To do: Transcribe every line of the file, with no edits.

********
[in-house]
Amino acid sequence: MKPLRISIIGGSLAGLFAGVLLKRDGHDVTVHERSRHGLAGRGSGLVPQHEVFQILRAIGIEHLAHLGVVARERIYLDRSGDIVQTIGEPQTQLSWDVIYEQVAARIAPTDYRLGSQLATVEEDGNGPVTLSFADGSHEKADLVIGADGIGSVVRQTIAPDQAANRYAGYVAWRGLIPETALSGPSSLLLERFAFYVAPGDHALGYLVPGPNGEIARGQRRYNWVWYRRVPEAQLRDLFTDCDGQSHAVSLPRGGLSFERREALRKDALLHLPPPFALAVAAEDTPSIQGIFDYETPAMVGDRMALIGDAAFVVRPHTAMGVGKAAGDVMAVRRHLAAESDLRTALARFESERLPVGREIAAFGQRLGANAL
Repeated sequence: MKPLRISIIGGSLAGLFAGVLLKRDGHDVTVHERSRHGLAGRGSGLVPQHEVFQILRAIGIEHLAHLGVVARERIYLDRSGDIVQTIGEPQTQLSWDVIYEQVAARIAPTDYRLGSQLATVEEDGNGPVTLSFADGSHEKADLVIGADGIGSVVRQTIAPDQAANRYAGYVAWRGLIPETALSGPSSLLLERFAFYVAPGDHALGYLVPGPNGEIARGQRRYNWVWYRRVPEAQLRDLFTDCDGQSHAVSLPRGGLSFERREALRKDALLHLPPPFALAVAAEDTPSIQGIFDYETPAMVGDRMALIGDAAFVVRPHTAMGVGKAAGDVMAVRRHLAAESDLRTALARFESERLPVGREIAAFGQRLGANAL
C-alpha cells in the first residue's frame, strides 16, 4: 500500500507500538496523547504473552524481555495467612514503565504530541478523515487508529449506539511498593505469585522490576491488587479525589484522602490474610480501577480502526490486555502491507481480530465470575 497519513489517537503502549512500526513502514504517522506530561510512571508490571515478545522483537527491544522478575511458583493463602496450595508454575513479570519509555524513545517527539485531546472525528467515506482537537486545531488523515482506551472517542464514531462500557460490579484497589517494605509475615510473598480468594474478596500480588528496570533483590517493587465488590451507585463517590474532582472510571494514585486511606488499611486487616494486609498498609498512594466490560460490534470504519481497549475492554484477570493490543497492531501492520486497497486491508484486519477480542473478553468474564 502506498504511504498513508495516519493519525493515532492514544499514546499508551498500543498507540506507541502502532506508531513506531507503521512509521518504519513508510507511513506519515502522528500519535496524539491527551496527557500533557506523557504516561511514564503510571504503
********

[in-house]
Amino acid sequence: MKPLRISIIGGSLAGLFAGVLLKRDGHDVTVHERSRHGLAGRGSGLVPQHEVFQILRAIGIEHLAHLGVVARERIYLDRSGDIVQTIGEPQTQLSWDVIYEQVAARIAPTDYRLGSQLATVEEDGNGPVTLSFADGSHEKADLVIGADGIGSVVRQTIAPDQAANRYAGYVAWRGLIPETALSGPSSLLLERFAFYVAPGDHALGYLVPGPNGEIARGQRRYNWVWYRRVPEAQLRDLFTDCDGQSHAVSLPRGGLSFERREALRKDALLHLPPPFALAVAAEDTPSIQGIFDYETPAMVGDRMALIGDAAFVVRPHTAMGVGKAAGDVMAVRRHLAAESDLRTALARFESERLPVGREIAAFGQRLGANAL
Repeated sequence: MKPLRISIIGGSLAGLFAGVLLKRDGHDVTVHERSRHGLAGRGSGLVPQHEVFQILRAIGIEHLAHLGVVARERIYLDRSGDIVQTIGEPQTQLSWDVIYEQVAARIAPTDYRLGSQLATVEEDGNGPVTLSFADGSHEKADLVIGADGIGSVVRQTIAPDQAANRYAGYVAWRGLIPETALSGPSSLLLERFAFYVAPGDHALGYLVPGPNGEIARGQRRYNWVWYRRVPEAQLRDLFTDCDGQSHAVSLPRGGLSFERREALRKDALLHLPPPFALAVAAEDTPSIQGIFDYETPAMVGDRMALIGDAAFVVRPHTAMGVGKAAGDVMAVRRHLAAESDLRTALARFESERLPVGREIAAFGQRLGANAL
C-alpha cells in the first residue's frame, strides 16, 4: 500500500507500538496523547504473552524481555495467612514503565504530541478523515487508529449506539511498593505469585522490576491488587479525589484522602490474610480501577480502526490486555502491507481480530465470575 497519513489517537503502549512500526513502514504517522506530561510512571508490571515478545522483537527491544522478575511458583493463602496450595508454575513479570519509555524513545517527539485531546472525528467515506482537537486545531488523515482506551472517542464514531462500557460490579484497589517494605509475615510473598480468594474478596500480588528496570533483590517493587465488590451507585463517590474532582472510571494514585486511606488499611486487616494486609498498609498512594466490560460490534470504519481497549475492554484477570493490543497492531501492520486497497486491508484486519477480542473478553468474564 502506498504511504498513508495516519493519525493515532492514544499514546499508551498500543498507540506507541502502532506508531513506531507503521512509521518504519513508510507511513506519515502522528500519535496524539491527551496527557500533557506523557504516561511514564503510571504503